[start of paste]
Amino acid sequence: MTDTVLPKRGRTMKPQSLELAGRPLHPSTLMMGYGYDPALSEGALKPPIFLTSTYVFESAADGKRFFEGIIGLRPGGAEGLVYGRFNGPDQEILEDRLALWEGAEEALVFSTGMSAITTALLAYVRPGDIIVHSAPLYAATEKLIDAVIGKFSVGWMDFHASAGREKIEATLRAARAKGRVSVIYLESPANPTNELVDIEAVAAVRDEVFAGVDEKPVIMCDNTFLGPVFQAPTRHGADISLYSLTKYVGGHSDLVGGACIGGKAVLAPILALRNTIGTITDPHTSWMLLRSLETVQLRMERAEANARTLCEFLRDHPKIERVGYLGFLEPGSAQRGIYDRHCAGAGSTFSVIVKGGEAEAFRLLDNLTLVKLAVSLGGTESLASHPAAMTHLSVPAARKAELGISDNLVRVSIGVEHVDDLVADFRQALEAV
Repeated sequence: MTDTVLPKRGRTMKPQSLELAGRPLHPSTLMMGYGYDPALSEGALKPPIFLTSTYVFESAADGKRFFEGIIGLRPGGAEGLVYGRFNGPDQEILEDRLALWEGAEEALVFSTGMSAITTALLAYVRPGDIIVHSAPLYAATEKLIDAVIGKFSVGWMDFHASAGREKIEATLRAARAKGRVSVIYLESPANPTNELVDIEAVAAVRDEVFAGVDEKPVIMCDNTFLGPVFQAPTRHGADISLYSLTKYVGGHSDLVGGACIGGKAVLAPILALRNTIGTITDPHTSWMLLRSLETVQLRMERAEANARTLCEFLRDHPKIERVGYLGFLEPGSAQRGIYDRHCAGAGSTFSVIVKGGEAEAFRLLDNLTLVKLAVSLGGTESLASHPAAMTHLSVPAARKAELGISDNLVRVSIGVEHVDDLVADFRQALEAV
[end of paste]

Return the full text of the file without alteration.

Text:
Amino acid sequence: MTDTVLPKRGRTMKPQSLELAGRPLHPSTLMMGYGYDPALSEGALKPPIFLTSTYVFESAADGKRFFEGIIGLRPGGAEGLVYGRFNGPDQEILEDRLALWEGAEEALVFSTGMSAITTALLAYVRPGDIIVHSAPLYAATEKLIDAVIGKFSVGWMDFHASAGREKIEATLRAARAKGRVSVIYLESPANPTNELVDIEAVAAVRDEVFAGVDEKPVIMCDNTFLGPVFQAPTRHGADISLYSLTKYVGGHSDLVGGACIGGKAVLAPILALRNTIGTITDPHTSWMLLRSLETVQLRMERAEANARTLCEFLRDHPKIERVGYLGFLEPGSAQRGIYDRHCAGAGSTFSVIVKGGEAEAFRLLDNLTLVKLAVSLGGTESLASHPAAMTHLSVPAARKAELGISDNLVRVSIGVEHVDDLVADFRQALEAV
Repeated sequence: MTDTVLPKRGRTMKPQSLELAGRPLHPSTLMMGYGYDPALSEGALKPPIFLTSTYVFESAADGKRFFEGIIGLRPGGAEGLVYGRFNGPDQEILEDRLALWEGAEEALVFSTGMSAITTALLAYVRPGDIIVHSAPLYAATEKLIDAVIGKFSVGWMDFHASAGREKIEATLRAARAKGRVSVIYLESPANPTNELVDIEAVAAVRDEVFAGVDEKPVIMCDNTFLGPVFQAPTRHGADISLYSLTKYVGGHSDLVGGACIGGKAVLAPILALRNTIGTITDPHTSWMLLRSLETVQLRMERAEANARTLCEFLRDHPKIERVGYLGFLEPGSAQRGIYDRHCAGAGSTFSVIVKGGEAEAFRLLDNLTLVKLAVSLGGTESLASHPAAMTHLSVPAARKAELGISDNLVRVSIGVEHVDDLVADFRQALEAV